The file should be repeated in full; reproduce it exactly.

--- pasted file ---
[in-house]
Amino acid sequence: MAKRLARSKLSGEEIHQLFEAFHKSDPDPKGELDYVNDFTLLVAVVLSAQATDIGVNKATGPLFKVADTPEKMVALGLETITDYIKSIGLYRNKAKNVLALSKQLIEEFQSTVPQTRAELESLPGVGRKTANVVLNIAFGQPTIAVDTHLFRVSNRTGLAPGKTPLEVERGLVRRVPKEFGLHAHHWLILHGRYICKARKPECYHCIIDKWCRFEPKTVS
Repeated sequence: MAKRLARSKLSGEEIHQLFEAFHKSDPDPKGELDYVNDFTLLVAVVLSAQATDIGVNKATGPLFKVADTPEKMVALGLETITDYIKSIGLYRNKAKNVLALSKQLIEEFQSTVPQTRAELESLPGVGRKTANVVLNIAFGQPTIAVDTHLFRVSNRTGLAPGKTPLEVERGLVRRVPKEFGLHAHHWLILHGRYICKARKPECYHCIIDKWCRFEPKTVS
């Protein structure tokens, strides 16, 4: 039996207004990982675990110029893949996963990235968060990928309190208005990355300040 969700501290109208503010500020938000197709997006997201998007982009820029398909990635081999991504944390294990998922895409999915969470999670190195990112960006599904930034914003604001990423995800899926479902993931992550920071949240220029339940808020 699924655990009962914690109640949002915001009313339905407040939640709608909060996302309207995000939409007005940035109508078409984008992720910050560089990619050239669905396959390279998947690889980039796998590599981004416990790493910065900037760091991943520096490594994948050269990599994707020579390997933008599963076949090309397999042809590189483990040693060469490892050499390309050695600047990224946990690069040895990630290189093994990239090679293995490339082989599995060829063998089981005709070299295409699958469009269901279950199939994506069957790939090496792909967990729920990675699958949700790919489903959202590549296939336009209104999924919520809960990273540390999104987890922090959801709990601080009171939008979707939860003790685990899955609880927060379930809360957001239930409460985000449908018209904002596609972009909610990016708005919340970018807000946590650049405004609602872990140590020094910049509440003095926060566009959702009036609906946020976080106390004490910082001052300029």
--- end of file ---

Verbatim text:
[in-house]
Amino acid sequence: MAKRLARSKLSGEEIHQLFEAFHKSDPDPKGELDYVNDFTLLVAVVLSAQATDIGVNKATGPLFKVADTPEKMVALGLETITDYIKSIGLYRNKAKNVLALSKQLIEEFQSTVPQTRAELESLPGVGRKTANVVLNIAFGQPTIAVDTHLFRVSNRTGLAPGKTPLEVERGLVRRVPKEFGLHAHHWLILHGRYICKARKPECYHCIIDKWCRFEPKTVS
Repeated sequence: MAKRLARSKLSGEEIHQLFEAFHKSDPDPKGELDYVNDFTLLVAVVLSAQATDIGVNKATGPLFKVADTPEKMVALGLETITDYIKSIGLYRNKAKNVLALSKQLIEEFQSTVPQTRAELESLPGVGRKTANVVLNIAFGQPTIAVDTHLFRVSNRTGLAPGKTPLEVERGLVRRVPKEFGLHAHHWLILHGRYICKARKPECYHCIIDKWCRFEPKTVS
């Protein structure tokens, strides 16, 4: 039996207004990982675990110029893949996963990235968060990928309190208005990355300040 969700501290109208503010500020938000197709997006997201998007982009820029398909990635081999991504944390294990998922895409999915969470999670190195990112960006599904930034914003604001990423995800899926479902993931992550920071949240220029339940808020 699924655990009962914690109640949002915001009313339905407040939640709608909060996302309207995000939409007005940035109508078409984008992720910050560089990619050239669905396959390279998947690889980039796998590599981004416990790493910065900037760091991943520096490594994948050269990599994707020579390997933008599963076949090309397999042809590189483990040693060469490892050499390309050695600047990224946990690069040895990630290189093994990239090679293995490339082989599995060829063998089981005709070299295409699958469009269901279950199939994506069957790939090496792909967990729920990675699958949700790919489903959202590549296939336009209104999924919520809960990273540390999104987890922090959801709990601080009171939008979707939860003790685990899955609880927060379930809360957001239930409460985000449908018209904002596609972009909610990016708005919340970018807000946590650049405004609602872990140590020094910049509440003095926060566009959702009036609906946020976080106390004490910082001052300029």